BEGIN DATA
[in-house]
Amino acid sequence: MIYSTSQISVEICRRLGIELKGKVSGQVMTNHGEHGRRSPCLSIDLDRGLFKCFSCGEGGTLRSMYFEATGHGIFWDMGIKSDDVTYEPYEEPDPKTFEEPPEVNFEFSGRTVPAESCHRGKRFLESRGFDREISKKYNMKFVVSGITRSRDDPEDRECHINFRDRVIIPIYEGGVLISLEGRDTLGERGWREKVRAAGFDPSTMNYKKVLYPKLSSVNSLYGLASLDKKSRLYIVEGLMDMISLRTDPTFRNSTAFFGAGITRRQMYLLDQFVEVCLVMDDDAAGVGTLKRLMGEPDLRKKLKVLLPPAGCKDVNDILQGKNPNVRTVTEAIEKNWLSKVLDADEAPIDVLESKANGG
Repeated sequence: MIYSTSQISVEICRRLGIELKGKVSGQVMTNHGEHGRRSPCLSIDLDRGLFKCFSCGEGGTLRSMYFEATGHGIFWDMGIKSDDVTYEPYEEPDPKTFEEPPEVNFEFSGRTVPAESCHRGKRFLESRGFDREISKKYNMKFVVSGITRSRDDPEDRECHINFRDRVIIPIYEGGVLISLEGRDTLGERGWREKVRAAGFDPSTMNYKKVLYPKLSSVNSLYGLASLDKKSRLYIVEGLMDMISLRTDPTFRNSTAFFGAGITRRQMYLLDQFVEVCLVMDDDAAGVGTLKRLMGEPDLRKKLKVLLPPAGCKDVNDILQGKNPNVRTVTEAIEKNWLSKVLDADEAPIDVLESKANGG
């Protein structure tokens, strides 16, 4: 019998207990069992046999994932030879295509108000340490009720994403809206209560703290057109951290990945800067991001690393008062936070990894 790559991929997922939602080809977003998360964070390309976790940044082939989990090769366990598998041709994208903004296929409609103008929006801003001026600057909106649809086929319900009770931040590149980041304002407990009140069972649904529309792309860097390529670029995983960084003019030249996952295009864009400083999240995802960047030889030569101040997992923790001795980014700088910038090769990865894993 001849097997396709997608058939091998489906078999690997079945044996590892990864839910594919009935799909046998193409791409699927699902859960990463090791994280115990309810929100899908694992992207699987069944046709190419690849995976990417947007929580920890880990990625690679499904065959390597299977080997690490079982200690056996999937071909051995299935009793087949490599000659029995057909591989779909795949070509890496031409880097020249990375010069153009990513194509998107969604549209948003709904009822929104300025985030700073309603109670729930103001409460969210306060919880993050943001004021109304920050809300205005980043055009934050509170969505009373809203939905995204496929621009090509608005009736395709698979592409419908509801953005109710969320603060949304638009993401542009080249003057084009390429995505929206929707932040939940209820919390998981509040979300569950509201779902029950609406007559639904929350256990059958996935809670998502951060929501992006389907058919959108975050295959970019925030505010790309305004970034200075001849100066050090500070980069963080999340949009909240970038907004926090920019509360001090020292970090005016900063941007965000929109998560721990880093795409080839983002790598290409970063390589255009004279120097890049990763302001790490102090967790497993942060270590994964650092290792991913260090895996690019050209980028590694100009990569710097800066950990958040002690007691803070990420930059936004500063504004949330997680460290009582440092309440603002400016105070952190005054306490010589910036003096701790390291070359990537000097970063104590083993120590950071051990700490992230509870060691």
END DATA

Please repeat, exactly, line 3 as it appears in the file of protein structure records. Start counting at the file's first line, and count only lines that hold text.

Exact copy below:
Repeated sequence: MIYSTSQISVEICRRLGIELKGKVSGQVMTNHGEHGRRSPCLSIDLDRGLFKCFSCGEGGTLRSMYFEATGHGIFWDMGIKSDDVTYEPYEEPDPKTFEEPPEVNFEFSGRTVPAESCHRGKRFLESRGFDREISKKYNMKFVVSGITRSRDDPEDRECHINFRDRVIIPIYEGGVLISLEGRDTLGERGWREKVRAAGFDPSTMNYKKVLYPKLSSVNSLYGLASLDKKSRLYIVEGLMDMISLRTDPTFRNSTAFFGAGITRRQMYLLDQFVEVCLVMDDDAAGVGTLKRLMGEPDLRKKLKVLLPPAGCKDVNDILQGKNPNVRTVTEAIEKNWLSKVLDADEAPIDVLESKANGG